For livestock producers, having biosecurity and contingency plans (i.e., communication, managing movements, financial risk management) in place before such an event are tools that will help U.S. producers maintain their business if they are unable to market their animals during an FMD outbreak. Producers have a responsibility to protect their animals and facilities from becoming infected, which includes having an enhanced biosecurity plan, educating their family and employees, and having a contingency plan to manage through movement restrictions. For operations not directly infected by FMD or another FAD, maintaining continuity of business through an outbreak will be essential to mitigate economic impacts.  

The SECURE FOOD SUPPLY (SFS) PLANS were developed in collaboration between the livestock industries, state and federal government officials, and two universities: Iowa State University and Kansas State University. These plans provide guidance for livestock producers to voluntarily prepare before a foreign animal disease outbreak to limit exposure of their animals through enhanced biosecurity. For beef operations, the SECURE BEEF SUPPLY (SBS) plan is a voluntary, operational specific enhanced biosecurity plan with intentions of keeping the operation from being exposed or infected. In addition, animals with no evidence of infection may qualify for a movement permit which contributes to business continuity for the livestock industry, transporters, packers, and processors. Veterinarians play an essential role in everyday health of animals and especially during a FAD outbreak. Community veterinarians will be able to assist state animal health officials and state veterinary offices by training producers in biosecurity planning and acting as the validator for SBS plans during an outbreak. Sample collection, overseeing FMD vaccination, and verifying biosecurity practices will be instrumental in preventing spread of the disease and protecting their livelihoods of producers.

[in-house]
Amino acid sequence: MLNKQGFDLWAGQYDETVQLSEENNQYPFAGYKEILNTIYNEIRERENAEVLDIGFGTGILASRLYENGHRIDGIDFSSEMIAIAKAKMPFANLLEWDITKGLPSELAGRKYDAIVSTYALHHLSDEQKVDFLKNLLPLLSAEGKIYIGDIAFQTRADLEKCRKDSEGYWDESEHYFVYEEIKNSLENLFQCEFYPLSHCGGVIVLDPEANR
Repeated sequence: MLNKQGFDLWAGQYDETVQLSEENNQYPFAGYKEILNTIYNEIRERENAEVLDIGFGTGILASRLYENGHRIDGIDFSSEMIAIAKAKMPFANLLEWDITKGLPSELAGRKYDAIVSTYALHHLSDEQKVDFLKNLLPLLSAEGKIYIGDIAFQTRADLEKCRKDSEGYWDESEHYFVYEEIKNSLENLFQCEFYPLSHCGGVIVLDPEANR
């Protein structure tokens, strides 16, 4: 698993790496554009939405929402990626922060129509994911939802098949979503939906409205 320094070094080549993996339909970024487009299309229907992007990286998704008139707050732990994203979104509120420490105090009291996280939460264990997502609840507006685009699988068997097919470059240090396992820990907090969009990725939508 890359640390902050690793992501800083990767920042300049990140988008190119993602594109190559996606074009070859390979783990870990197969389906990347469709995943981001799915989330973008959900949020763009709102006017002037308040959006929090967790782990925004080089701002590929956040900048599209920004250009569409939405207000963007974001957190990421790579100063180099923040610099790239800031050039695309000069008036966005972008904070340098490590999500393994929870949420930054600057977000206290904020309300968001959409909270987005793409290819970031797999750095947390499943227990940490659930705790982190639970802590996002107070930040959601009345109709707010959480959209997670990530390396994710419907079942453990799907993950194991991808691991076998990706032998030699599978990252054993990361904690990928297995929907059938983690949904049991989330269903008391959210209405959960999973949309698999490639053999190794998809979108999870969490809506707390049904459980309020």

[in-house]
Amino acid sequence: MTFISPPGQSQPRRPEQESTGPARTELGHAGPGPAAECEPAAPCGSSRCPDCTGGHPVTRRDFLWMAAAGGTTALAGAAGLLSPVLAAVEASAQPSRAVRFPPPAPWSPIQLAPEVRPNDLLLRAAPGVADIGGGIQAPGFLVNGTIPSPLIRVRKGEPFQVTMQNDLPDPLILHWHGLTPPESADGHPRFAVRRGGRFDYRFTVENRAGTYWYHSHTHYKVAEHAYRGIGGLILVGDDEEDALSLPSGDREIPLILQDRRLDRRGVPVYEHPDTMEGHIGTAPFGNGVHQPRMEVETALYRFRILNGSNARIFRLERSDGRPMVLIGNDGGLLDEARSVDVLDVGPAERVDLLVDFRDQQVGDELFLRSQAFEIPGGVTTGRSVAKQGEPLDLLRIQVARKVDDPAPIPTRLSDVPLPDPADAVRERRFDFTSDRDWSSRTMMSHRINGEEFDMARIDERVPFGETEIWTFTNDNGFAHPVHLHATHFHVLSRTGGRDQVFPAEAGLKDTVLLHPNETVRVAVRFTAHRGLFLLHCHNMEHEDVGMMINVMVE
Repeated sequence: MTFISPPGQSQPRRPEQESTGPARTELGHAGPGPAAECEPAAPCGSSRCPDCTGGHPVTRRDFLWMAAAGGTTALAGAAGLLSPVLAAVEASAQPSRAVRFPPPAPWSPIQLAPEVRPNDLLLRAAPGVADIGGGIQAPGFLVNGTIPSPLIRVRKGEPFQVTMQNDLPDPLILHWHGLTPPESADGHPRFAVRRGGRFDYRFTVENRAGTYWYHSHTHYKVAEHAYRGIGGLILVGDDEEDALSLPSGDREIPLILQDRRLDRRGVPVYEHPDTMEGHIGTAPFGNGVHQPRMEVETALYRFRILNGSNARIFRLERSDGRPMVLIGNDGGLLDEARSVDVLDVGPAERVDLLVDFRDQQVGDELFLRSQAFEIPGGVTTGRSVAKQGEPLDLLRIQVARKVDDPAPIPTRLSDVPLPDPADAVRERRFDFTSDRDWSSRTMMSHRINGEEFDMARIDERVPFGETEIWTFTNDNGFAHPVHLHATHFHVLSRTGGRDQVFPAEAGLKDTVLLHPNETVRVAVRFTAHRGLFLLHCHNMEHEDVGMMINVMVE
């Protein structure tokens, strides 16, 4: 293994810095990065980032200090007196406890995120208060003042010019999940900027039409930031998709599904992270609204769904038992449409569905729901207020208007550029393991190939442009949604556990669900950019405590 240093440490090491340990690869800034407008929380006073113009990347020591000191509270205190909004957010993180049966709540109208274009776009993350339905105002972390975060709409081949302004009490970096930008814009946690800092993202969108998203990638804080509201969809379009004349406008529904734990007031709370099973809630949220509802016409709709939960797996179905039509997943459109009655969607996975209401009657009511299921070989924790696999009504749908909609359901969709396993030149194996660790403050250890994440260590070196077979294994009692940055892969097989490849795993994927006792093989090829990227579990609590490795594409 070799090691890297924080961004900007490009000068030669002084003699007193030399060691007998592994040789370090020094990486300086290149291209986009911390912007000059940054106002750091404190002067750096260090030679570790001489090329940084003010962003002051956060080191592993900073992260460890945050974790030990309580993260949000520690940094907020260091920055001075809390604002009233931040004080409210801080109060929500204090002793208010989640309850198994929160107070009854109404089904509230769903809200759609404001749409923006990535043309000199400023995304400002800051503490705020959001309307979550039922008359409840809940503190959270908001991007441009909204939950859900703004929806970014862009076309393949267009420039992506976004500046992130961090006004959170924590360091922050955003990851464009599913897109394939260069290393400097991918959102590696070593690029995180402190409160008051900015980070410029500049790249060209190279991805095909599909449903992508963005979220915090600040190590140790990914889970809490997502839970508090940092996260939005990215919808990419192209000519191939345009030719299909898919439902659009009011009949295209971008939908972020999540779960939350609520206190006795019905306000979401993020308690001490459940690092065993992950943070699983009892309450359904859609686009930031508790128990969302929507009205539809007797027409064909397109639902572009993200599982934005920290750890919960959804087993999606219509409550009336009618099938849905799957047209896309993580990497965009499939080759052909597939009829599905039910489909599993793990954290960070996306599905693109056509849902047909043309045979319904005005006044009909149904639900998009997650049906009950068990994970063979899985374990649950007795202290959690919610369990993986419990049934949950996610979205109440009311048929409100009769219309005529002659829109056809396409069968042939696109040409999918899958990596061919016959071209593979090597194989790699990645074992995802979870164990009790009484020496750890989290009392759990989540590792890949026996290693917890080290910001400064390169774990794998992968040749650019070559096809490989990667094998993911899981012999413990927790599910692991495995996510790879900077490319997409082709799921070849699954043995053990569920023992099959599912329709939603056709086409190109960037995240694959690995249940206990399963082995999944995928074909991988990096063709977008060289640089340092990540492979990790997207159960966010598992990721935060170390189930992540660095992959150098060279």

Daily Biosecurity Planning  

While preparing for a potential FAD outbreak may seem daunting, many biosecurity steps are already being taken daily on cattle operations. Biosecurity and herd health complement each other, and your herd veterinarian is an ideal team member to help prepare. Each operation should have a resource group of professionals and experts that can aid in decision making for the cattle operation and build a foundation for protective biosecurity practices.  

Remembering that biosecurity is the cheapest and most effective means of disease control and is an area that the cattle producer has the most control over. Good biosecurity programs will protect cattle herds from diseases where there is not good vaccine. Trichomoniasis or anaplasmosis are great examples where biosecurity to prevent the disease from getting into the herd is easier and cheaper than investigating and treating the disease.  

Annual biosecurity training for employees and visitors in control practices can reduce the risk of disease spread between animals and humans (zoonotic disease) and prioritizes public health among employees and visitors. These practices can protect the operation from lawsuits and financial loss. The following are key principles of biosecurity to remember when you are evaluating your operation.  

  • Exclusion: Complete removal of disease risks with no introduction of animals, equipment, or other risk; most effective but most difficult to implement  
  • Separation: Preventing exposure to disease by using physical means (e.g., walls, gates, distance), time (e.g., quarantine period, time between visits), or procedures (e.g., changing footwear or clothing, dedicating employees to one area of the operation) to minimize disease spread  
  • Cleaning: Removing organic matter from equipment or clothing to enhance effectiveness of disinfectants  
  • Disinfection: Proper product selection for the pathogen of concern is critical along with applying at the correct concentration and contact time; read the label of each product used